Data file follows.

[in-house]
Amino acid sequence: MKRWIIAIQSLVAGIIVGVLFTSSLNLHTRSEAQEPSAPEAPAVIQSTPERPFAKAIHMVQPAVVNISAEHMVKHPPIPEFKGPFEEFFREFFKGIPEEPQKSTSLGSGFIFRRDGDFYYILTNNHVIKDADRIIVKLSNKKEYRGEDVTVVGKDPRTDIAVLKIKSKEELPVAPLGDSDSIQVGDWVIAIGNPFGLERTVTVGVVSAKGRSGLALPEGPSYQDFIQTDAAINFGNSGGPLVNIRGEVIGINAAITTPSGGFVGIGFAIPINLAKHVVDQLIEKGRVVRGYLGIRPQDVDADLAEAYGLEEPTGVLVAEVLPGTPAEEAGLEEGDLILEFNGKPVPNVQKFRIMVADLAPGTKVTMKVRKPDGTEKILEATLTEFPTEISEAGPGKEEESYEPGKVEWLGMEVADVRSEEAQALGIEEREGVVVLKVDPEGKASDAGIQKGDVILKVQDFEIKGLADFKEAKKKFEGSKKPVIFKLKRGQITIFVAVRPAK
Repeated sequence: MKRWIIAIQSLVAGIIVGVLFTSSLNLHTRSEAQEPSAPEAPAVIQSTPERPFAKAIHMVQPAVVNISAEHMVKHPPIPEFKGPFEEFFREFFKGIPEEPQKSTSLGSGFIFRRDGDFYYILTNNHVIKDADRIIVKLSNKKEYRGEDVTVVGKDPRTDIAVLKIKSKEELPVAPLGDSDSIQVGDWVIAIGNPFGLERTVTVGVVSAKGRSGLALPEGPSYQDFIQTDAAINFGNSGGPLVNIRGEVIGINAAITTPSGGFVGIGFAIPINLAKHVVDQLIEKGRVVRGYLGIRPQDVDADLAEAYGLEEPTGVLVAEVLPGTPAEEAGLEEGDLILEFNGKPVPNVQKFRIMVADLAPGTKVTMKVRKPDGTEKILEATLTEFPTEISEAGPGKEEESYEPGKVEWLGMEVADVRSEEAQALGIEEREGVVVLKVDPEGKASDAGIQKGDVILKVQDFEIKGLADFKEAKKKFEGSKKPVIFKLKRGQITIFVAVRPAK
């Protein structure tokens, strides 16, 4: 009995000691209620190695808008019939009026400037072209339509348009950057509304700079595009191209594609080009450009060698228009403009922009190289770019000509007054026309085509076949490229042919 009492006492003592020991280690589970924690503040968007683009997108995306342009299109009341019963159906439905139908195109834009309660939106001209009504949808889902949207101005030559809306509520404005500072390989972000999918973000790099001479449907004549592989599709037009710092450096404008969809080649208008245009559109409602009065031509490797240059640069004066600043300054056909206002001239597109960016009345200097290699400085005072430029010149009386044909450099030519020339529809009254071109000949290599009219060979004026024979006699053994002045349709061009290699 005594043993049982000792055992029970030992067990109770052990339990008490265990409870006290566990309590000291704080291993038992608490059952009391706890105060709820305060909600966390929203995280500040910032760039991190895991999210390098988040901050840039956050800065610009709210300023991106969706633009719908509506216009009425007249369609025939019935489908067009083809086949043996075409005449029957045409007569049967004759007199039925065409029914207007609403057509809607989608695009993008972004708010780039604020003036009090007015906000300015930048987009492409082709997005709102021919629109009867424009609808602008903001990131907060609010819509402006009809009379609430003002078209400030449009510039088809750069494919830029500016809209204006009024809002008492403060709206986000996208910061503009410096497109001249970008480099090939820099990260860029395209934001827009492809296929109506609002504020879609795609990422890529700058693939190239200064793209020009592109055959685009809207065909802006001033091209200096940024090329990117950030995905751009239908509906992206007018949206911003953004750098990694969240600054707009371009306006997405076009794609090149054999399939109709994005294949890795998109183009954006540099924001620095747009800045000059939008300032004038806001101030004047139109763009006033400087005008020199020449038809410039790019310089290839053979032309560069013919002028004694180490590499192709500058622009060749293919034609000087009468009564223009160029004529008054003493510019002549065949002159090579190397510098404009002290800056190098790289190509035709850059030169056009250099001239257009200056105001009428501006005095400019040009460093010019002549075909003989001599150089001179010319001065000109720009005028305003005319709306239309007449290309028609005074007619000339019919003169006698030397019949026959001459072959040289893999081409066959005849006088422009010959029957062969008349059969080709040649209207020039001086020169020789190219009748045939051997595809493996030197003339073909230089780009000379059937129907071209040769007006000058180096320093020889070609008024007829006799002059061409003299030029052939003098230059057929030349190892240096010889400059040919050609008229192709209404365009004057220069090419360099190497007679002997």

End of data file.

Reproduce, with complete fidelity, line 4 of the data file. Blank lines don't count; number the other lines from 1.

């Protein structure tokens, strides 16, 4: 009995000691209620190695808008019939009026400037072209339509348009950057509304700079595009191209594609080009450009060698228009403009922009190289770019000509007054026309085509076949490229042919 009492006492003592020991280690589970924690503040968007683009997108995306342009299109009341019963159906439905139908195109834009309660939106001209009504949808889902949207101005030559809306509520404005500072390989972000999918973000790099001479449907004549592989599709037009710092450096404008969809080649208008245009559109409602009065031509490797240059640069004066600043300054056909206002001239597109960016009345200097290699400085005072430029010149009386044909450099030519020339529809009254071109000949290599009219060979004026024979006699053994002045349709061009290699 005594043993049982000792055992029970030992067990109770052990339990008490265990409870006290566990309590000291704080291993038992608490059952009391706890105060709820305060909600966390929203995280500040910032760039991190895991999210390098988040901050840039956050800065610009709210300023991106969706633009719908509506216009009425007249369609025939019935489908067009083809086949043996075409005449029957045409007569049967004759007199039925065409029914207007609403057509809607989608695009993008972004708010780039604020003036009090007015906000300015930048987009492409082709997005709102021919629109009867424009609808602008903001990131907060609010819509402006009809009379609430003002078209400030449009510039088809750069494919830029500016809209204006009024809002008492403060709206986000996208910061503009410096497109001249970008480099090939820099990260860029395209934001827009492809296929109506609002504020879609795609990422890529700058693939190239200064793209020009592109055959685009809207065909802006001033091209200096940024090329990117950030995905751009239908509906992206007018949206911003953004750098990694969240600054707009371009306006997405076009794609090149054999399939109709994005294949890795998109183009954006540099924001620095747009800045000059939008300032004038806001101030004047139109763009006033400087005008020199020449038809410039790019310089290839053979032309560069013919002028004694180490590499192709500058622009060749293919034609000087009468009564223009160029004529008054003493510019002549065949002159090579190397510098404009002290800056190098790289190509035709850059030169056009250099001239257009200056105001009428501006005095400019040009460093010019002549075909003989001599150089001179010319001065000109720009005028305003005319709306239309007449290309028609005074007619000339019919003169006698030397019949026959001459072959040289893999081409066959005849006088422009010959029957062969008349059969080709040649209207020039001086020169020789190219009748045939051997595809493996030197003339073909230089780009000379059937129907071209040769007006000058180096320093020889070609008024007829006799002059061409003299030029052939003098230059057929030349190892240096010889400059040919050609008229192709209404365009004057220069090419360099190497007679002997």